When asked to write a few words about the value of coaching for FE News, I was a little hesitant as I am by no means an authority on the subject – all I can draw on is my own experience to date. But what has been particularly interesting about my experience is how it has completely changed my view of coaching and of leadership.
I have always recognised the value of a coaching approach in the context of student empowerment and most specifically in the preparation for competitions. However, until recently I was cynical about the potential benefits that such an approach might bring to me as a college leader or indeed to others in similar leadership positions.
As part of the Principals’ Qualifying Programme which I recently completed, I was required to work with an executive coach, so I became a coachee. To my surprise and excitement I discovered and continue to discover the very powerful and positive impact that this coaching is having on both my leadership and on me as a person!
Significant within this impact has been learning to reflect … not very easy for someone with a naturally activist approach to everything I do. Learning to find and use space within my leadership of a large college at such an uncertain time for the wider sector has been invaluable. It is like looking in a mirror when driving to get an accurate view of the road to help inform my next move … so important as I try to position the college in the most sustainable place to take us forwards.
Reflecting with the support of my coach has also taught me more about my own impact and the internal resource that I can bring to situations. This has led to a growth in self confidence and self belief and has enabled me to recognise and trust the resource that exists within my colleagues – both within the management team and in our wider college community.
In order to encourage and enable the development of this wider resource for the benefit of the organisation, we have now introduced coaching as a central feature of our leadership and management. Solutions focussed coaching is our approach of choice to provide a process to resolve the many issues that we face as a college. This practice is being cascaded at team level throughout the organisation and the impact is powerful. More and more staff are actively involved in leadership and development as we move forward and innovative ideas are being offered from colleagues who previously felt unable to contribute. This I believe is the key to continuous improvement, particularly for a college rated by Ofsted as “outstanding”.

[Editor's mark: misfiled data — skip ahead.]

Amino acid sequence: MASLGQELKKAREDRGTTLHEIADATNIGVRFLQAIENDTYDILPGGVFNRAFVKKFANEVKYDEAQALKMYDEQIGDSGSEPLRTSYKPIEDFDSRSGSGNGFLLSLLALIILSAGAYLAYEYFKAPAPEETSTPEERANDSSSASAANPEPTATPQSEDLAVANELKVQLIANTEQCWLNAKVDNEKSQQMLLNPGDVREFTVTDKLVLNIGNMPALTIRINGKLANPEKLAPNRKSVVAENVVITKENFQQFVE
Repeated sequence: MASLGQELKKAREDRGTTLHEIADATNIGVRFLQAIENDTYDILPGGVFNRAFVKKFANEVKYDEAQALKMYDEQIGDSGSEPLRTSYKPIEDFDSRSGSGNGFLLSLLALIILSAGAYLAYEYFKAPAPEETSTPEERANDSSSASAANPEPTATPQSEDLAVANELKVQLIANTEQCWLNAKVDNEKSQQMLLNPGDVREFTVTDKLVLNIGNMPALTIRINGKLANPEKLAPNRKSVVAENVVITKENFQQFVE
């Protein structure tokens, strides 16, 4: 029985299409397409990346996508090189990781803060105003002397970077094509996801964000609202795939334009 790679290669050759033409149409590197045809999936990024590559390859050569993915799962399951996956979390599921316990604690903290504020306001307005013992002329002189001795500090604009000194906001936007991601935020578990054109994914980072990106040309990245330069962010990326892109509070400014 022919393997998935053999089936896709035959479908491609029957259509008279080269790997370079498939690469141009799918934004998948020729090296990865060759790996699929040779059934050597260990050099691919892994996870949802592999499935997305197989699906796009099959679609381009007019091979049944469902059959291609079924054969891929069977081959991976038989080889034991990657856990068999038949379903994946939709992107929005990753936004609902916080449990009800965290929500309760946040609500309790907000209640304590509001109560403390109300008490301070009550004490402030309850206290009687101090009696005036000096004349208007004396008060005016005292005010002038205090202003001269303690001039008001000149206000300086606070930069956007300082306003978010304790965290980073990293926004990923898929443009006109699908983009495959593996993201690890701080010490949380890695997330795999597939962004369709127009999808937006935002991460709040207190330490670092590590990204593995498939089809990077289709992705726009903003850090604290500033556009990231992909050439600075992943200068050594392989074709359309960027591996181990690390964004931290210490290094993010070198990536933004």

Involving students in this process is our next step as we constantly strive to extend their influence within the leadership of the college.
Coaching is already a key element within our very successful competitions’ strategy. We have recruited a dedicated competitions squad coach who plays a central role in preparing our students for their competitions work, and the results speak for themselves as we go from success to success. Taking this one step further, our College competitions squad now find themselves in a position to be able to coach the junior team which is made up of pupils at our partner schools.
We continue to embed coaching into our college culture and to be surprised and delighted at the impact it is having on our performance. Most particularly we are learning to look within our own college community for solutions to the many challenges we face. As a result we are growing in confidence and self belief at a time when the sector faces so much uncertainty and when all colleges need to focus with confidence on their core mission and purpose.
Marion Plant, is principal and chief executive of North Warwickshire & Hinckley College
Read other FE News articles by Marion Plant: